With the clutch construction provided by this invention, it is impossiblefor the operator to so engage the clutch that the end portions only of the clutch teeth come into abutment. The clutch is engaged by a synchronized' movement, the axially movable member being displaced in proportion to the speed of rotation, and is equally effective at all speeds. Thus the clutch engaging memher is synchronized with the driving member of the clutch and ensures the entry of the driven member into engagement with the driving member at such rate as to en- 'sure that the respective clutch teeth shall become fully engaged to their complete depth. With a clutch having four teeth, this movement is accomplished in ninety degrees of rotation plus any movement consi ered "desirable for clearance. In a three-teeth clutch this engagement would occur in one hundred and twenty degrees, or with a twoteeth clutch in one hundred and eighty deees.
A clutch of the type described as heretofore'constructed'has been in effect a oneway clutch, since a reversal of the driving wheel A forces back the clutch member G; the same unclutching occurs wheii l-re'silient .dies are used, which drive the crank-shaft ahead of the driving wheel. 'But with the present construction it is possible to so proportion the parts that this unclutching will not occur, which in certain cases is advan- The turning back of clutch of the clutch teeth, to orce back the clutch member G, which tendency is resisted by the threads h, i, which have an efiective resistance depending upon the an le of the helix. With the proportions s own this angle is not sufficiently great'to cause the threads I). to run into the threads 11 of the collar J under the end pressure of the helical clutch teeth. It results that the clutch does not automatically disengage, but can be thrown out only under control of the col-- ceptible of modification within the scope of i the appended claims.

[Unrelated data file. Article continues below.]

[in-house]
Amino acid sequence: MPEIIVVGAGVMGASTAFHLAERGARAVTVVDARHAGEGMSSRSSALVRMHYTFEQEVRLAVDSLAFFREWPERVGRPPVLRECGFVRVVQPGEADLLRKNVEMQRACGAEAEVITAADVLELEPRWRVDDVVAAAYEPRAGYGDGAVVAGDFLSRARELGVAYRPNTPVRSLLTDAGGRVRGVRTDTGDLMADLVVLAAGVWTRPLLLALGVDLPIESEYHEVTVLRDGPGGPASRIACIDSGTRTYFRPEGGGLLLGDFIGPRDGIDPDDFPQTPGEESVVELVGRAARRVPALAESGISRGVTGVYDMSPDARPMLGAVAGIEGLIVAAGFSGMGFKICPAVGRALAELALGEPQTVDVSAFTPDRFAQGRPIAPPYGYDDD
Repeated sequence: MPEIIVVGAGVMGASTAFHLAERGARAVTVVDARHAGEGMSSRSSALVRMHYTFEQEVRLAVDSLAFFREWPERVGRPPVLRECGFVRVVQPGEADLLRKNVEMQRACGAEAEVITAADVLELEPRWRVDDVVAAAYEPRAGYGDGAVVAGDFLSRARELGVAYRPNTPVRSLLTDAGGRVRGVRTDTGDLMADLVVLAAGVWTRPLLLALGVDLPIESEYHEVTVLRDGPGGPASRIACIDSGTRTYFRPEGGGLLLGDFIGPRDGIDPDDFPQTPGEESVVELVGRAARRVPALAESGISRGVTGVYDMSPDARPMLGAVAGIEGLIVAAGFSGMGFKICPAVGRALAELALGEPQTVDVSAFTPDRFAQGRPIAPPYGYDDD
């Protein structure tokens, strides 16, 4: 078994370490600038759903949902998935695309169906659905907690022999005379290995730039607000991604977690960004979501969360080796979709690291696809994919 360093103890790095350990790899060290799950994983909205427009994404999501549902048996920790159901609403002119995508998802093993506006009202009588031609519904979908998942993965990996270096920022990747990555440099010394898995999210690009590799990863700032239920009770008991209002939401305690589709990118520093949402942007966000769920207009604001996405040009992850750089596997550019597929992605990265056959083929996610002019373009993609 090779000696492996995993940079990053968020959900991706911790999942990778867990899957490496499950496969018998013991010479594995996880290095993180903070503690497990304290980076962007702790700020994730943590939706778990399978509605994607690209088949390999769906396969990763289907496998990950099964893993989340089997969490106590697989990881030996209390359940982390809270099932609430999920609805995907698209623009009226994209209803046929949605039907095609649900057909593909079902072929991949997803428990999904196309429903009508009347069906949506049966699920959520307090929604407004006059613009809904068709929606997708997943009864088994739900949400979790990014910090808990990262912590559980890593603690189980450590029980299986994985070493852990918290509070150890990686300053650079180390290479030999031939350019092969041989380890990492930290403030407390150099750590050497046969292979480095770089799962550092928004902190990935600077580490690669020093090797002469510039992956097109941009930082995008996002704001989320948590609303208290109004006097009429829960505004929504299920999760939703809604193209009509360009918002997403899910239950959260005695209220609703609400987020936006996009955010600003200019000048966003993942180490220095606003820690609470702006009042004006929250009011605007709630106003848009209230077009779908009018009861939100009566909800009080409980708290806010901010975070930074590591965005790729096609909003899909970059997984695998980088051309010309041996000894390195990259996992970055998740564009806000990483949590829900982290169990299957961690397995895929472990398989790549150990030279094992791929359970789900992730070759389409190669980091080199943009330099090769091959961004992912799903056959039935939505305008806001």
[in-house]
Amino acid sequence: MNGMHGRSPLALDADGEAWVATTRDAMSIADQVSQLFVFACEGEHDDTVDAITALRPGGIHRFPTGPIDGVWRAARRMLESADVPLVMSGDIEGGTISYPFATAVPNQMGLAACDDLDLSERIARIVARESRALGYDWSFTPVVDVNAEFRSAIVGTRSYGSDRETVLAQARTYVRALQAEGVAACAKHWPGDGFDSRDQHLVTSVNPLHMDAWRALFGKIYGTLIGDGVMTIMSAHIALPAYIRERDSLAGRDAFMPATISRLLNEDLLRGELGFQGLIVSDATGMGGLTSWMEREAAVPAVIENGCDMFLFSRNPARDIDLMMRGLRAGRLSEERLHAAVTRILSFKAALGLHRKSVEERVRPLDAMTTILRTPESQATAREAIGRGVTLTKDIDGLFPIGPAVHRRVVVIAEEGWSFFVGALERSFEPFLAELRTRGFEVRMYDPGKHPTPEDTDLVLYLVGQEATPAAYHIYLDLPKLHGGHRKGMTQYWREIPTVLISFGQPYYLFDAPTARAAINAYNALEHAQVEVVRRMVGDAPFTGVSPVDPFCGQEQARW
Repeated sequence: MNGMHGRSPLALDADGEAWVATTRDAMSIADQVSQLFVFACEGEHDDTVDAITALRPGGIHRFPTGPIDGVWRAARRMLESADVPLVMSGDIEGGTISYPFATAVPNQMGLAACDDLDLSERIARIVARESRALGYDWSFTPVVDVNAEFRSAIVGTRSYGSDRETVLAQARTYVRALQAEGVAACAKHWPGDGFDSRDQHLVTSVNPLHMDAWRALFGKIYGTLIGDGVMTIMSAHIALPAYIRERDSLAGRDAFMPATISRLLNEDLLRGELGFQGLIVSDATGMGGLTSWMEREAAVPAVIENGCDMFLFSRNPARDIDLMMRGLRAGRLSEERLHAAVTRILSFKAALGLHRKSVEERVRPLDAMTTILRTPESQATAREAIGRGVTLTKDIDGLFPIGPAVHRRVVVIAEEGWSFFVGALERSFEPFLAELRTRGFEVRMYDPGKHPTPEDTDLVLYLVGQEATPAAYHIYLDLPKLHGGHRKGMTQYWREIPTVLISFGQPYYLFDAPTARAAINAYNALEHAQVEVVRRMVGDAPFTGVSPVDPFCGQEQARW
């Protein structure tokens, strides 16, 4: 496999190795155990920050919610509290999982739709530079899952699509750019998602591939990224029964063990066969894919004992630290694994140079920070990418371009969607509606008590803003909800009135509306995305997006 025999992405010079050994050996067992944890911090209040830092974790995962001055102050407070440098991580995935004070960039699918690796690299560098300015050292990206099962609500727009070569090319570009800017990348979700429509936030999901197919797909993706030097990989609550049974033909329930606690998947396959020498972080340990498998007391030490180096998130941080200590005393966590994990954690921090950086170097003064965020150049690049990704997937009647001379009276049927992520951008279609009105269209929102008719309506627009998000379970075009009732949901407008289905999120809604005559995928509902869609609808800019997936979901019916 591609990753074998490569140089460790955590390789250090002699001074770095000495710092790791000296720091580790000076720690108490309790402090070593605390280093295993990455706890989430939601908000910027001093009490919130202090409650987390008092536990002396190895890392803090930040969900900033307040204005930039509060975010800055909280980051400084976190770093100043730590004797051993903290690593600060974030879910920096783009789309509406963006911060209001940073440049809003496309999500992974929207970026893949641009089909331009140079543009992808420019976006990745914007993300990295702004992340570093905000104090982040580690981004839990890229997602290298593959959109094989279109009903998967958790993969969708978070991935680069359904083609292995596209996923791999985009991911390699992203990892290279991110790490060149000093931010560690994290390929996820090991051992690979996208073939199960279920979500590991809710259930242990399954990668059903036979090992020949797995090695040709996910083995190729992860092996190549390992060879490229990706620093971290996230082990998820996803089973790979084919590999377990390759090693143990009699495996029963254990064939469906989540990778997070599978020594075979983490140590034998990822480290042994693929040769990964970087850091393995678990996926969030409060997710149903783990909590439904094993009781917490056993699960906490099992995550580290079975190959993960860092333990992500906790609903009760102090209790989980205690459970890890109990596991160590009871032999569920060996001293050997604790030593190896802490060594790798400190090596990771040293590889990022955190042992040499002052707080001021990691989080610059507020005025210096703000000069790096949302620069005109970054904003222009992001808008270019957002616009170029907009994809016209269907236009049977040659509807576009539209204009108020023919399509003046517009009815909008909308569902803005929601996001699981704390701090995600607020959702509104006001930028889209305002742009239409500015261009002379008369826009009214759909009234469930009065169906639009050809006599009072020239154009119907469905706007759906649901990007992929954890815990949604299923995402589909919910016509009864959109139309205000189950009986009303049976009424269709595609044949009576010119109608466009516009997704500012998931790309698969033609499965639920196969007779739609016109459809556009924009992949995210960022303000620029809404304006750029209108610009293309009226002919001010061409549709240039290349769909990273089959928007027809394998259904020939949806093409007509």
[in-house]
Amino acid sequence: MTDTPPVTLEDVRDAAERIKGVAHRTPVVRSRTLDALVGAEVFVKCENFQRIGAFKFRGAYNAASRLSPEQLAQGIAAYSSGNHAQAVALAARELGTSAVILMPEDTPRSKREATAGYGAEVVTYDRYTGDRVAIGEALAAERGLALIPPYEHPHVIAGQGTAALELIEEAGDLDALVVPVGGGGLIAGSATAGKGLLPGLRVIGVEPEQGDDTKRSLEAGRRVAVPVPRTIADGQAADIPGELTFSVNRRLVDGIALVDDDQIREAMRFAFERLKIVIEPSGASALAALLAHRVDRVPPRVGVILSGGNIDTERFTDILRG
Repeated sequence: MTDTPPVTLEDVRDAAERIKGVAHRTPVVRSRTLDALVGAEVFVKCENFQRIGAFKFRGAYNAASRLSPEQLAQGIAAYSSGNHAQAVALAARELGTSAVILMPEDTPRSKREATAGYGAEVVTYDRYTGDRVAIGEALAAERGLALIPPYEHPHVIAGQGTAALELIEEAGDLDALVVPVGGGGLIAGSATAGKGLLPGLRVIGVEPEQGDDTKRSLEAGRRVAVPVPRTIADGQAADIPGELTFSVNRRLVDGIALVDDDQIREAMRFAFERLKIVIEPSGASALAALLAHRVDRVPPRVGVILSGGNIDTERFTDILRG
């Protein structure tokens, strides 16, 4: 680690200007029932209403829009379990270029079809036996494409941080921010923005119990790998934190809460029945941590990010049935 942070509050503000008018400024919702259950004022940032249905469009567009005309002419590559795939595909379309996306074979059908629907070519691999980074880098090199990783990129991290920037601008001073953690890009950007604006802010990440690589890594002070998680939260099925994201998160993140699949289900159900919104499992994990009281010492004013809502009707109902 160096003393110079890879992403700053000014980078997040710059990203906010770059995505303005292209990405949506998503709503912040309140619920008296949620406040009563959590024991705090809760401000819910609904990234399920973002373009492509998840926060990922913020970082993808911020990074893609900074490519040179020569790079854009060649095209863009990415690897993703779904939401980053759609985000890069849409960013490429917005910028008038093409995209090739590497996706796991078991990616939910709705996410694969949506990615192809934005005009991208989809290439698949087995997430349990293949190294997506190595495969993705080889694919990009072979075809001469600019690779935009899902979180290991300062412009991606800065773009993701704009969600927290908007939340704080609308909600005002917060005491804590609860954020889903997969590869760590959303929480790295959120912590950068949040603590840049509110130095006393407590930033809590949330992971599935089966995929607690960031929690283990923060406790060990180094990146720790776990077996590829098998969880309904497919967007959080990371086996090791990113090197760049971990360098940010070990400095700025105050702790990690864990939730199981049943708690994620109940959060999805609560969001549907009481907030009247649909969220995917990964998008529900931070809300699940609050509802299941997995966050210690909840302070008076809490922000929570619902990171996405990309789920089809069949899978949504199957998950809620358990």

It will be understood that the stopp is essentially a holding member for the pilot ring H and that any other means of holding this ring stationary when it is desired to unclutch will serve its purpose.